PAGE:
Heusch had achieved his goal of creating 1,500 sq. ft. of underground, yet naturally-lit, office space.
“I am pleased to have been able to replicate the process of harmonizing the built environment with its natural surroundings,” concludes Heusch. “I now have the most serene office commute that I could have ever imagined.”
Completed in 2017, the office addition took Heusch 10 months to build and has renewed international attention to an architectural project that innovates at every turn. At a point in history when the delicate balance between nature and the built environment has exponentially grown in importance, Heusch’s Oak Pass aesthetic and structural innovation has garnered tremendous interest from architectural circles as a model for future projects.
“There is a definite professional advantage to living within the built environment that I have created,” concludes Heusch. “The success of the project, and the natural beauty of my surroundings, inspire new ideas every day for advancing the integration of architectural design into the natural environment.”
Other photos can be seen in gallery down below
Architects: Heusch Inc
Client: Gerhard Heusch
Location: Beverly Hills, United States
Concrete Contractor: Toltec Concrete
Area of project: 320m2 House 150m2 Studio Addition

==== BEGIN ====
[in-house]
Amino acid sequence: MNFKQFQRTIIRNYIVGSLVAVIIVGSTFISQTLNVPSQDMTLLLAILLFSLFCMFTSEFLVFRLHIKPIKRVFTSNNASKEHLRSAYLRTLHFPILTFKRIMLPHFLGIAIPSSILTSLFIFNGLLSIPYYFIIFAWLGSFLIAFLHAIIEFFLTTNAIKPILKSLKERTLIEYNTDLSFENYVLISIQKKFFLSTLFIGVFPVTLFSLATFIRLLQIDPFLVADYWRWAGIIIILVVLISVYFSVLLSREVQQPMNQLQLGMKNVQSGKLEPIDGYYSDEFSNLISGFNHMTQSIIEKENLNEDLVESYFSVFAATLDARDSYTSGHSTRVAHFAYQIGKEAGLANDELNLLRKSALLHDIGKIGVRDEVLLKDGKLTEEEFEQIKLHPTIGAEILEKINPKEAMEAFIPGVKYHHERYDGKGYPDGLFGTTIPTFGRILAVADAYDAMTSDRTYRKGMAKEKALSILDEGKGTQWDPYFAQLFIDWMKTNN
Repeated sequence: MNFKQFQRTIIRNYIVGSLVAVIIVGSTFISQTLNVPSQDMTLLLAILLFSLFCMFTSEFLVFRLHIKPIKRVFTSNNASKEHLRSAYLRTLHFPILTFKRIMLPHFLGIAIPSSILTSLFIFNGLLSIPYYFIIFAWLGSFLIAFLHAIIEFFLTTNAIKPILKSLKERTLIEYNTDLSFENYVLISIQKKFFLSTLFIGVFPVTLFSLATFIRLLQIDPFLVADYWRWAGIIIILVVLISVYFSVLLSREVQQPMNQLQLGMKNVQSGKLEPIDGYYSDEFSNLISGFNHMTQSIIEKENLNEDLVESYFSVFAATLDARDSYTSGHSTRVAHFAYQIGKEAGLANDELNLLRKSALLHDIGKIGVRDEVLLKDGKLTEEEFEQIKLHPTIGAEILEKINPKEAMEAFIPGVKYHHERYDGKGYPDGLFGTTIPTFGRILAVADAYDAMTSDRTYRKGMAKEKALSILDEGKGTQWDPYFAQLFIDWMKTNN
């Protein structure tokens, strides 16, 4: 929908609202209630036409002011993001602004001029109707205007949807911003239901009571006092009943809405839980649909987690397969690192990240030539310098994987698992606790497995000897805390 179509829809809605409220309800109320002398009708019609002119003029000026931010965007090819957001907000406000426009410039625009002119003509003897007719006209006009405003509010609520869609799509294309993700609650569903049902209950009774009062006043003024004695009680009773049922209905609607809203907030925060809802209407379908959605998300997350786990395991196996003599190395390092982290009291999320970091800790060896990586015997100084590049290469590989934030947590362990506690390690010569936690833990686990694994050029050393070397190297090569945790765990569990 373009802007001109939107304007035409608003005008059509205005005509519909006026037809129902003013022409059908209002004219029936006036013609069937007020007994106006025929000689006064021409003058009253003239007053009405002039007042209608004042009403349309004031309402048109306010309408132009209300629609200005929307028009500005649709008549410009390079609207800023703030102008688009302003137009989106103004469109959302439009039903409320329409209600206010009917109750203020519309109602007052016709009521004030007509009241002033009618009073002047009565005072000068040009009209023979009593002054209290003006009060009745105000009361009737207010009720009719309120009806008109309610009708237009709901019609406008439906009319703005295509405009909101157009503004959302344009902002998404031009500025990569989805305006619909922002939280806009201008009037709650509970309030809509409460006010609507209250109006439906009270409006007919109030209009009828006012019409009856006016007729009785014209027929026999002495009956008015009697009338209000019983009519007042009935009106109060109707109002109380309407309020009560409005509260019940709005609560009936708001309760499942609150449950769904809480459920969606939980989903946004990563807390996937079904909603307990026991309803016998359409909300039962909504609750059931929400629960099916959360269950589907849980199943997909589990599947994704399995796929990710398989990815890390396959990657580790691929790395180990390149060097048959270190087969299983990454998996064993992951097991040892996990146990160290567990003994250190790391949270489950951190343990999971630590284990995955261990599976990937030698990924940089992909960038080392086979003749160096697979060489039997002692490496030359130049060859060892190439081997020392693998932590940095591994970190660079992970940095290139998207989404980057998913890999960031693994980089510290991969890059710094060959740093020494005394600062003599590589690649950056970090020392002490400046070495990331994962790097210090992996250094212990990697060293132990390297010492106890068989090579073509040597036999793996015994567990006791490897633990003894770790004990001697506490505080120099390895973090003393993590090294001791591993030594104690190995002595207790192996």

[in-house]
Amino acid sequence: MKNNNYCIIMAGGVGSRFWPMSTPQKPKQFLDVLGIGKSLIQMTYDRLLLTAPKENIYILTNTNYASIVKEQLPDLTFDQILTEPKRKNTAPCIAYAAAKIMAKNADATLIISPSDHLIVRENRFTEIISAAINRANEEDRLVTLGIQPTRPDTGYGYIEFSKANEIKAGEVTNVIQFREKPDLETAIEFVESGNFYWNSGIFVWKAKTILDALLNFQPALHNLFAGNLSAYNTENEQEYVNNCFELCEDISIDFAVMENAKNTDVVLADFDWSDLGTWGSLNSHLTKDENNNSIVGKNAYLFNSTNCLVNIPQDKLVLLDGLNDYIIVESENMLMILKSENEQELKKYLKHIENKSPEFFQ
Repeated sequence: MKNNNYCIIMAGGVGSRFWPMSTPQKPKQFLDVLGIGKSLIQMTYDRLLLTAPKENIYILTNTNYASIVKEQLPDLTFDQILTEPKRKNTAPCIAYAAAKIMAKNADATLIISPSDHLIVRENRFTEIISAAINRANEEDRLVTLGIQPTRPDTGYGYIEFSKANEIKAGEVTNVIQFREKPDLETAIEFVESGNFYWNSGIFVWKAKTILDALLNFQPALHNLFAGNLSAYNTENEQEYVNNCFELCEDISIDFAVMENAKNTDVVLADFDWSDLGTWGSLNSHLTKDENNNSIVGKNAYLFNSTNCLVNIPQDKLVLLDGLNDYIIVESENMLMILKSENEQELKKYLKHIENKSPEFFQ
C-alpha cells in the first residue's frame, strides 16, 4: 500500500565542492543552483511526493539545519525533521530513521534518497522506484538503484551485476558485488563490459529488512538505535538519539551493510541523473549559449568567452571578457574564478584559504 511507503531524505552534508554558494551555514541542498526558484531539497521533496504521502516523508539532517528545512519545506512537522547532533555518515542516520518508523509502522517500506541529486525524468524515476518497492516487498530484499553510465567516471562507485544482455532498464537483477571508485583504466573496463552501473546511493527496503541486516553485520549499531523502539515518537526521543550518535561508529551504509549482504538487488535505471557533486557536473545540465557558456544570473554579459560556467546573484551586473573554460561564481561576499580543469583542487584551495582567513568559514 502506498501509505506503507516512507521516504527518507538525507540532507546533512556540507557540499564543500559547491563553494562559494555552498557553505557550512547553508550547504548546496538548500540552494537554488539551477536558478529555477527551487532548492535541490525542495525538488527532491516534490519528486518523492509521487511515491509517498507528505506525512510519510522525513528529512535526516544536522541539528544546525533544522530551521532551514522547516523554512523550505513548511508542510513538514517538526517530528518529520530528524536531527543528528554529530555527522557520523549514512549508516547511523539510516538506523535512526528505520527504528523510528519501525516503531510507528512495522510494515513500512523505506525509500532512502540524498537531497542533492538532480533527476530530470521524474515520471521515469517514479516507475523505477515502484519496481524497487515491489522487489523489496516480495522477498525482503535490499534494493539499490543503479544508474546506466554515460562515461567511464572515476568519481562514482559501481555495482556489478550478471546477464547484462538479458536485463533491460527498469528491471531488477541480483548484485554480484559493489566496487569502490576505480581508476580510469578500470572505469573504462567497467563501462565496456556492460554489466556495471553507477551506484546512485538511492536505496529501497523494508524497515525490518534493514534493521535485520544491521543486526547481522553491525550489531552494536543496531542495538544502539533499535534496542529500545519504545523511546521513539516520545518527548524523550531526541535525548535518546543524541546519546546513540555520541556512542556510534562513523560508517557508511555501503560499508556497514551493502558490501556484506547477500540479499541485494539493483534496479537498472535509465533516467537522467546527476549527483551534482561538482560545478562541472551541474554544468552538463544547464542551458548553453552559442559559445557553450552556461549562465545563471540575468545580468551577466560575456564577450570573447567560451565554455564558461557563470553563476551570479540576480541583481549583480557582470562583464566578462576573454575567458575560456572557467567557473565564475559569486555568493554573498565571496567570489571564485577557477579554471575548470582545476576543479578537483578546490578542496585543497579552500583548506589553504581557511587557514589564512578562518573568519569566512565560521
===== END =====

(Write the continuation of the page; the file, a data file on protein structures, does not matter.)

Built: 2006 House, 2017 Studio Addition
Photography: Frederico Zignani, Gerhard Heusch
About Heusch Inc. Architecture & Design
Born in Germany, and a graduate of the Academy of Beaux Arts in Munich, Gerhard Heusch began honing his architectural skills at Atelier Canal in Paris before earning a Master’s degree in Architecture from the University of California, Los Angeles. After working with Dworsky & Associates in Los Angeles, as well as on hotel projects in the South Pacific, he founded the Heusch Inc studio in Los Angeles in 1991. In 2005, he focused much of his time in Argentina, where he designed a high-end boutique hotel in Buenos Aires, a winery in Patagonia, and a resort project in Mendoza as lead architect for a New York-based private equity Group.
Heusch Inc is an internationally-positioned boutique firm with offices in Los Angeles, Buenos Aires, Paris, and Ho Chi Minh City. The firm’s critically-acclaimed portfolio of projects in Europe, Asia, West Africa, and the Americas range from furniture design to residential and commercial projects. The international team of talented architects is committed to designing meaningful spaces that move the people who experience them.